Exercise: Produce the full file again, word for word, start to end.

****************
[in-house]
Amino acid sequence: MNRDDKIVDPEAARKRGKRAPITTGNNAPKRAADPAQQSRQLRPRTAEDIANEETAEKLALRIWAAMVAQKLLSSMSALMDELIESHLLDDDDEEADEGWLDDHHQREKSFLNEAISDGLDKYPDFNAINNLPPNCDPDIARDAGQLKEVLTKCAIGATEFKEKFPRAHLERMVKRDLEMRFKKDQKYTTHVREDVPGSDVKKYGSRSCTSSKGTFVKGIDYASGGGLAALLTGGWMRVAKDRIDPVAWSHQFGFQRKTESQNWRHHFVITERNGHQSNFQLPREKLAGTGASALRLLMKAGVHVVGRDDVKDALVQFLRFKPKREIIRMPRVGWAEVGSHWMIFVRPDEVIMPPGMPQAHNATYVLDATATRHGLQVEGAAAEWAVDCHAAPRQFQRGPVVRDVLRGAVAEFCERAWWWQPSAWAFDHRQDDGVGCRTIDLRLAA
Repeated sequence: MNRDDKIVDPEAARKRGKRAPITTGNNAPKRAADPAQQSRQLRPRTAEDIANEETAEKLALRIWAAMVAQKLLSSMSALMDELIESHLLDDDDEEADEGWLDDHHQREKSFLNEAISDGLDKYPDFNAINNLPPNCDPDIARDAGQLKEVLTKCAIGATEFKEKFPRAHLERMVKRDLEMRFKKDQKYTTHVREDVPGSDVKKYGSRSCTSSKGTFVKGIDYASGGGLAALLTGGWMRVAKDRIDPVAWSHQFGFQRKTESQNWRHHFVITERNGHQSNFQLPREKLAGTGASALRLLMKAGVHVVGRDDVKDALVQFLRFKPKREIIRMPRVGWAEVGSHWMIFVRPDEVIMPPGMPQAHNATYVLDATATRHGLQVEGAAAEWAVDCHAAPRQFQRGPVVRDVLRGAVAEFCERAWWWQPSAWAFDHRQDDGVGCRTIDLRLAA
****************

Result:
[in-house]
Amino acid sequence: MNRDDKIVDPEAARKRGKRAPITTGNNAPKRAADPAQQSRQLRPRTAEDIANEETAEKLALRIWAAMVAQKLLSSMSALMDELIESHLLDDDDEEADEGWLDDHHQREKSFLNEAISDGLDKYPDFNAINNLPPNCDPDIARDAGQLKEVLTKCAIGATEFKEKFPRAHLERMVKRDLEMRFKKDQKYTTHVREDVPGSDVKKYGSRSCTSSKGTFVKGIDYASGGGLAALLTGGWMRVAKDRIDPVAWSHQFGFQRKTESQNWRHHFVITERNGHQSNFQLPREKLAGTGASALRLLMKAGVHVVGRDDVKDALVQFLRFKPKREIIRMPRVGWAEVGSHWMIFVRPDEVIMPPGMPQAHNATYVLDATATRHGLQVEGAAAEWAVDCHAAPRQFQRGPVVRDVLRGAVAEFCERAWWWQPSAWAFDHRQDDGVGCRTIDLRLAA
Repeated sequence: MNRDDKIVDPEAARKRGKRAPITTGNNAPKRAADPAQQSRQLRPRTAEDIANEETAEKLALRIWAAMVAQKLLSSMSALMDELIESHLLDDDDEEADEGWLDDHHQREKSFLNEAISDGLDKYPDFNAINNLPPNCDPDIARDAGQLKEVLTKCAIGATEFKEKFPRAHLERMVKRDLEMRFKKDQKYTTHVREDVPGSDVKKYGSRSCTSSKGTFVKGIDYASGGGLAALLTGGWMRVAKDRIDPVAWSHQFGFQRKTESQNWRHHFVITERNGHQSNFQLPREKLAGTGASALRLLMKAGVHVVGRDDVKDALVQFLRFKPKREIIRMPRVGWAEVGSHWMIFVRPDEVIMPPGMPQAHNATYVLDATATRHGLQVEGAAAEWAVDCHAAPRQFQRGPVVRDVLRGAVAEFCERAWWWQPSAWAFDHRQDDGVGCRTIDLRLAA